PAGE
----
They weren't. And, unfortunately, the Telefon program started long enough ago that none of the current political leaders--in the Soviet bloc or the West--know anything about it. It would be a diplomatic and political suicide pill for the USSR to admit that they'd salted America with living Svengali bombs, and the KGB wants the problem solved before the Premier or the President figure out exactly what is going on. If the Americans find out first, it could potentially lead to global war in retaliation for the program and the bombings, while it's merely the KGB officers' heads that will roll if the Politburo figures out the extent of the problem. Either way, it's up to Major Grigori Borzov to neutralize Dalchimsky and destroy the Telefon directory so that no trace of the operation remains in America. Dalchimsky stole one of two copies of the list of Telefon spies, so Bronson is allowed to take temporary possession of the remaining book while in the Kremlin. He's aided by one interesting personal quirk--Borzov happens to possess a complete photographic memory, so by reading the Telefon list that the KGB still has, he turns his own brain into the third codebook. And, of course, no matter how smart the CIA is they still can't read minds so there's no hard evidence of Telefon to be retrieved if Borzov botches things badly enough to be discovered and then captured alive.

And now the pieces fall into place for the viewer, if not the CIA characters still working on the puzzle. Dalchimsky has a list of the Telefon subjects and knows the code phrase to turn them into mass murderers, and Bronson sneaks into the country via the Canadian border with fake papers and a deep-cover agent played by Lee Remick posing as his wife to provide assistance with his mission. And as things tend to happen in movies, the people forced by circumstances to portray themselves as lovers start out bickering and end up genuinely falling for each other, at least a little bit.

With all the pieces now on the board, the movie divides its time between scenes of Pleasance triggering suicide bombers via remote control and the destruction that results each time, Bronson and Remick investigating and trying to figure out where and when the next attack will occur, and the CIA brain trust inching closer to the truth as Futterman turns out to have a memory as expansive as Borzov's, though she's much more suited to research and logistical coordination than field operations. None of which is going to matter all that much in the end for our hero, as it turns out that the KGB considers the operation finished when the third Telefon book has also been destroyed, so Borzov will be pitted against his own masters to save his life after he saves the world...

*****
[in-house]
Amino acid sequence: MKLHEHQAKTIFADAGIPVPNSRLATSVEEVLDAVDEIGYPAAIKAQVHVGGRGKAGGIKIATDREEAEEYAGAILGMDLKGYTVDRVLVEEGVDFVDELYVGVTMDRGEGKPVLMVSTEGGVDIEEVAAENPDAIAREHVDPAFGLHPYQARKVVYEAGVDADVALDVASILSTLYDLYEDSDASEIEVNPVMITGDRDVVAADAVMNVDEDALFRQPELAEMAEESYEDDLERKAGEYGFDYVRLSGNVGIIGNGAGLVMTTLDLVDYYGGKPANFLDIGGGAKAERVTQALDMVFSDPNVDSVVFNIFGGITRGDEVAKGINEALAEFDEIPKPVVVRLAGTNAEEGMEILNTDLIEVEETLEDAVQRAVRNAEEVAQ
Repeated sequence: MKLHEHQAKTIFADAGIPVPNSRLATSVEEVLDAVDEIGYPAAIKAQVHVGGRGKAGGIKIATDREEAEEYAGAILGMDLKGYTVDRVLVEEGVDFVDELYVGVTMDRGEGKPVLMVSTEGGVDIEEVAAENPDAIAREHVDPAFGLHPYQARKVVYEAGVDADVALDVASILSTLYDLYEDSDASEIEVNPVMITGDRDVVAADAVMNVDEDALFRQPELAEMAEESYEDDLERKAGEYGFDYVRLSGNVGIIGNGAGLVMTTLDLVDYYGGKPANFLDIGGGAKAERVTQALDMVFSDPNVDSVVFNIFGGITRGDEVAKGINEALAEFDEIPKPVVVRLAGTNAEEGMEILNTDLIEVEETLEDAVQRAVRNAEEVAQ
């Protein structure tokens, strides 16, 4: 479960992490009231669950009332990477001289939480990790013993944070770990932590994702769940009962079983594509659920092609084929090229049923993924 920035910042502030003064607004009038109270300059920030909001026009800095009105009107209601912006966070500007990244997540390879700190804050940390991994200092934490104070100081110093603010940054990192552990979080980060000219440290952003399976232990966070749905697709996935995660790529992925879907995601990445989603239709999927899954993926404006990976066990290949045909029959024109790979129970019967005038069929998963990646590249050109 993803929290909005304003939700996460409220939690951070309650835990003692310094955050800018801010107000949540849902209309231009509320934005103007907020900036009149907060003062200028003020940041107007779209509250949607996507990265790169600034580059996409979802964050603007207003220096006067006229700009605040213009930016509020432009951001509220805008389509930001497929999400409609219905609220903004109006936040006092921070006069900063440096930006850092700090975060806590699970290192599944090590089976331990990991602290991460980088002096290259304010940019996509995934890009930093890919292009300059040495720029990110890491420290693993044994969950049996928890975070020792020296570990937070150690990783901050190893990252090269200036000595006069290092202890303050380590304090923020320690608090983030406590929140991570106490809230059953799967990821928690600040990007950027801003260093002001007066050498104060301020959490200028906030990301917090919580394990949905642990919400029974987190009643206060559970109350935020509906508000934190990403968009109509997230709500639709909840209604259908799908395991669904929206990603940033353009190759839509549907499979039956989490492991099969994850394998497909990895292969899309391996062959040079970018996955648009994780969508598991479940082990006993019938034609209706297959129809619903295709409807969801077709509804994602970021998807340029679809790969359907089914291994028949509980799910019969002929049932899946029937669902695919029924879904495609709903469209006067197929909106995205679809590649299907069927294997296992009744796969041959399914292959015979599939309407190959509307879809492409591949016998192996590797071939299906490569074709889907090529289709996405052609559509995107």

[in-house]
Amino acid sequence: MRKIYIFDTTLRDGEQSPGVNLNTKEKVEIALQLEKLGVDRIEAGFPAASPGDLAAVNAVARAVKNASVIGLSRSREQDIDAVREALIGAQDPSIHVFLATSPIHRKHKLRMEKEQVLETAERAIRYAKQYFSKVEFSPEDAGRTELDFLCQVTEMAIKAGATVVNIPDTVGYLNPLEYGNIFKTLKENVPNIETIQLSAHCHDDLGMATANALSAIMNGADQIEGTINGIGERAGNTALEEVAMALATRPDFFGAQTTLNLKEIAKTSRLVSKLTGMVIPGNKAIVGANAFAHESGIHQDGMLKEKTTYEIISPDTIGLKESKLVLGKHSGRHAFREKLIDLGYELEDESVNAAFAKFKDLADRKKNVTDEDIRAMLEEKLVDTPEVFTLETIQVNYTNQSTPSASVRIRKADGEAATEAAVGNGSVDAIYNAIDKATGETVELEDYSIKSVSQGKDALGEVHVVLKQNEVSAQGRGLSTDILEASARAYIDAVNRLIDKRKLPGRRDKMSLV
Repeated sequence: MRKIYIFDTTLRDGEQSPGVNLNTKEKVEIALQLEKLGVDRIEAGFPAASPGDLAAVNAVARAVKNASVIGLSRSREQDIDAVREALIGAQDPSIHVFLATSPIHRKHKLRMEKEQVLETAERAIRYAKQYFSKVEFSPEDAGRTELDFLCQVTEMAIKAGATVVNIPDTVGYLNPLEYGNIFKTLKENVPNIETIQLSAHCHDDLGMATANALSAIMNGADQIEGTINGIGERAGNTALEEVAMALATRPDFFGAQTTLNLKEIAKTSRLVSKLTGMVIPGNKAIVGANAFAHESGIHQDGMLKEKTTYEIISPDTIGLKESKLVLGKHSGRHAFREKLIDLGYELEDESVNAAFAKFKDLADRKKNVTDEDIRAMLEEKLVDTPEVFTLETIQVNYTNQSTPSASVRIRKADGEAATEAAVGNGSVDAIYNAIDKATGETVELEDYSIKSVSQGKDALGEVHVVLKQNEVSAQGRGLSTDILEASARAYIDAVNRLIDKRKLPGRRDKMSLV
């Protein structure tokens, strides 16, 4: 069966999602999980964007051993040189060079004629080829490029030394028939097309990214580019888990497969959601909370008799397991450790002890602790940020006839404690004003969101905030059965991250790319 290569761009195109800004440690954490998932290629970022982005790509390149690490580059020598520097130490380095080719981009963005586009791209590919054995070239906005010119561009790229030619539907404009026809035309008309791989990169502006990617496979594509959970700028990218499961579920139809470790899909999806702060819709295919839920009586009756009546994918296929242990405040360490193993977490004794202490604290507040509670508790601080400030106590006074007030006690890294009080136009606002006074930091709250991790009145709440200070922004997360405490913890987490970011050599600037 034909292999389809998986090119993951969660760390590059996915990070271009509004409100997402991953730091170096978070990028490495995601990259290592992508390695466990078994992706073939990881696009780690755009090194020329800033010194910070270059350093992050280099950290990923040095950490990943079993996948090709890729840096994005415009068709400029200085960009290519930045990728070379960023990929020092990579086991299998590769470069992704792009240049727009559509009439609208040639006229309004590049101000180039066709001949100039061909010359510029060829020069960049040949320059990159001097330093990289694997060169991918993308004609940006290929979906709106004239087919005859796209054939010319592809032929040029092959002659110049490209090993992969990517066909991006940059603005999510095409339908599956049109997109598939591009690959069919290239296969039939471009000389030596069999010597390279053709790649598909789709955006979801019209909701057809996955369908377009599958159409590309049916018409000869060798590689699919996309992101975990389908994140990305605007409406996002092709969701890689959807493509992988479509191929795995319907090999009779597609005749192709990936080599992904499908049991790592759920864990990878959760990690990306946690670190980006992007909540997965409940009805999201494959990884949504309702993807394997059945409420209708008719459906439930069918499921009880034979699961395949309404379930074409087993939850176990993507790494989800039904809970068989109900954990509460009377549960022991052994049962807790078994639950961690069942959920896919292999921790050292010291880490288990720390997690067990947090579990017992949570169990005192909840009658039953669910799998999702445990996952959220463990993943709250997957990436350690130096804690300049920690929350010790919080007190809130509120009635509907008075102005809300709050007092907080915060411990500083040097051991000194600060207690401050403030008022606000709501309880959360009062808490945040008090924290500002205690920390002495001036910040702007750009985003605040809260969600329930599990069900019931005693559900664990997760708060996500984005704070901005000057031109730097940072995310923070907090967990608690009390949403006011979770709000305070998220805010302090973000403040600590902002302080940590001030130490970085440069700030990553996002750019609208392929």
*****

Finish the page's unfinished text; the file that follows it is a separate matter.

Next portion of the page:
I didn't mean to find two movies in a row that feature low-key odd couple romances between people forced together in romantically entangled cover identities, but I did. Odd, that. And it's true that Charles Bronson doesn't make much of a romantic lead in this movie. But it's still fun to watch him work, putting the pieces together to anticipate Dalchimsky's moves and figure out ways to get closer to him physically when hampered by having to work undercover. It also doesn't help things that the Telefon spies are scattered all over the country and that in America, nobody needs travel permits to move around within the national borders. Just cash (and in pre-World Trade Center attacks America, there's a totally understandable lack of security checkpoints at the airports). And as Dalchimsky realizes he is being shadowed, the pace of his own efforts increases.

One thing to watch for when you're giving this film a spin is the shots of people pressing keys on a keyboard or switches on a slide projector (or display terminal, or telephone keypad, or coffee-attendant-summoning button). There's a consistent running gag of sorts where the movie shows the full process of people operating machinery, where the press of a button brings in someone who will be providing a refreshing beverage and the use of a trigger phrase turns him into a mindless homicidal berserker. The film appears to be gently reminding the viewer that even without KGB chemical hypnosis, there's a lot of people who get a stimulus and give a predictable response.

Second, it was remarkable to me to watch the film's treatment of American life. The Soviet human time bombs are a bunch of standard-looking people--auto mechanics, housewives, fisherman and the like. One of them is apparently facing bankruptcy (in a capitalist system, there's some winners and some losers and the results are built into the system; but the movie could have shown the doomed pilot as someone rich and successful just as easily as someone who can't keep his head above water). One is a priest, which is another kind of career path that wouldn't exist in the Soviet society. It's entirely possible that the undercover Telefon subjects would be able to live long and happy lives with nothing more serious than a parking ticket if Dalchimsky never calls them. In a way, it's showing the strength of the American ideal, that anyone can come here and get at least a shot at success and happiness (though now that I'm thinking about it, every Telefon subject we see is white).

Lastly, I thought the movie's treatment of Borzov's photographic memory was extremely well handled by Don Siegel and by the screenwriters. Borzov isn't an instant super genius capable of figuring things out instantly, he's just someone who doesn't have to take notes when studying and can piece things together eventually if he gets enough information. This is what allows him to defeat Dalchimsky in the end (oh, like Bronson was going to lose in an action movie from 1977). Unlike the Telefon spies or the tea attendant at the KGB, Borzov is in full possession of his mind, and his free will allows him to anticipate what's going to happen, to plan, to improvise and to use his intuition to not only outsmart Dalchimsky but to figure out the signal of Dalchimsky's plan buried in all the noise of panic and dread that the suicide attacks (and the penalties of Borzov's failure and success).

No comments:

Post a Comment